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RE: Meaning of "backward compatible" WAS RE: Consensus Call on RADEXT WG re-charter
Stefan Winter <mailto:email@example.com> scribbled on Friday,
April 25, 2008 7:20 PM:
>> One thing that's wrong is that it ignores the limitations on the
>> RADIUS PDU that exist primarily (or solely) because of the UDP
>> transport. One example: the maximum length of 4096 octets for a
>> Radius packet was chosen (IIRC) based upon the maximum size of a
>> _UDP_ frame that could be reliably transmitted w/o fragmentation _in
>> the access networks of the day_. It doesn't seem to be very smart
>> to go to all the trouble of defining RADIUSoTCP while leaving this
>> kind of unnecessary, UDP-specific limitation in place.
> You are perfectly right in condemning the number 4096. It was
> a limitation which was pretty much arbitrary. When using TCP,
> one wouldn't be forced to keep it if using the TCP transport _only_,
> from end to end.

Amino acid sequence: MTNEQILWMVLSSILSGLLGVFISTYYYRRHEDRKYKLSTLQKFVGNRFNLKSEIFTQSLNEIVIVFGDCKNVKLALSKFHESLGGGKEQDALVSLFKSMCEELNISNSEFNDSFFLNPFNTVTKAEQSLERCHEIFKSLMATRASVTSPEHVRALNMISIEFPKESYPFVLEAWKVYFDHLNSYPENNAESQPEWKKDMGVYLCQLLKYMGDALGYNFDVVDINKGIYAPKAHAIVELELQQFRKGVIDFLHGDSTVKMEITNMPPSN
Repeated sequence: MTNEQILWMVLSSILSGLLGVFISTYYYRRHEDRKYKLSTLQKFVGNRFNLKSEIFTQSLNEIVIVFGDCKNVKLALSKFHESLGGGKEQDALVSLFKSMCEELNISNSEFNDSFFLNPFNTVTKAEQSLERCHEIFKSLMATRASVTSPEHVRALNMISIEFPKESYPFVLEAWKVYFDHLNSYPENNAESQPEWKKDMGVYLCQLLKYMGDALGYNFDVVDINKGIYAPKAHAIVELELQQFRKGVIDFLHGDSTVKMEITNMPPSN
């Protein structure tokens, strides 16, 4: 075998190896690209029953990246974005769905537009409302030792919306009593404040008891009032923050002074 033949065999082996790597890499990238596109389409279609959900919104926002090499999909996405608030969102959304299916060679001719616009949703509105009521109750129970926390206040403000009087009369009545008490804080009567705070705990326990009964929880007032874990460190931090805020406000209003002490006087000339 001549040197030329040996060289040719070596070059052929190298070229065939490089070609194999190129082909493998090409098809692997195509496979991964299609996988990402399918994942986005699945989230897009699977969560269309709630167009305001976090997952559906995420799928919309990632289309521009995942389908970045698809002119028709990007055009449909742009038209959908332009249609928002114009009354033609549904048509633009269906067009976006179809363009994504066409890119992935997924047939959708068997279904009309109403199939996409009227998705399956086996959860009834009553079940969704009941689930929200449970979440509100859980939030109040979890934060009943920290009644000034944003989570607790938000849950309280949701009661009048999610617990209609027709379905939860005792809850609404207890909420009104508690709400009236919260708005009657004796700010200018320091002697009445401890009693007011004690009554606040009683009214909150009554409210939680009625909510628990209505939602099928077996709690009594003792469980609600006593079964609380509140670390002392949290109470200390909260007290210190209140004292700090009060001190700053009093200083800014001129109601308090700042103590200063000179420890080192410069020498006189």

> But giving up on this limitation would completely ruin
> translation back to RADIUS-as-in-2865. Which is a common use
> for existing RADIUS deployments where the NAS speaks RADIUS
> only. And from what I gathered in this discussion so far it is
> seen as being of paramount importance that this translation works.
> I think I remember a discussion a while back about what to do
> with Diameter Accepts above 4096 Bytes, and how to build a
> translation agent that is able to turn this into RADIUS. IIRC,
> the outcome was that it isn't possible at all, and that an
> Accept which is too large has to be translated into a Reject.
"Impossible" is such an interesting word, especially when applied to
software ;-). It's certainly _technically_ possible to do this with a
slight modification of the RADIUS protocol; what seems to be
_politically_ impossible is making the slight change.
> (the discussion took place when talking about NAS-Filter-Rule
> and the issue "Diameter-RADIUS gateway behavior not completely
> specified" in general)
> I definitely want to steer clear of this. Unfortunately, the
> only way of doing so is to stay with 4096. Maybe an option
> would be: if a deployment scenario can be *sure* to be free of
> plain RADIUS elements everywhere, it MAY use larger payloads.
That seems a bit Draconian: al that is necessary (without the minor
change mentioned above) is that RadSec gateways never forward an illegal
RADIUS packet to a RADIUS client or server (it's really very useful to
treat the two as distinct protocols).
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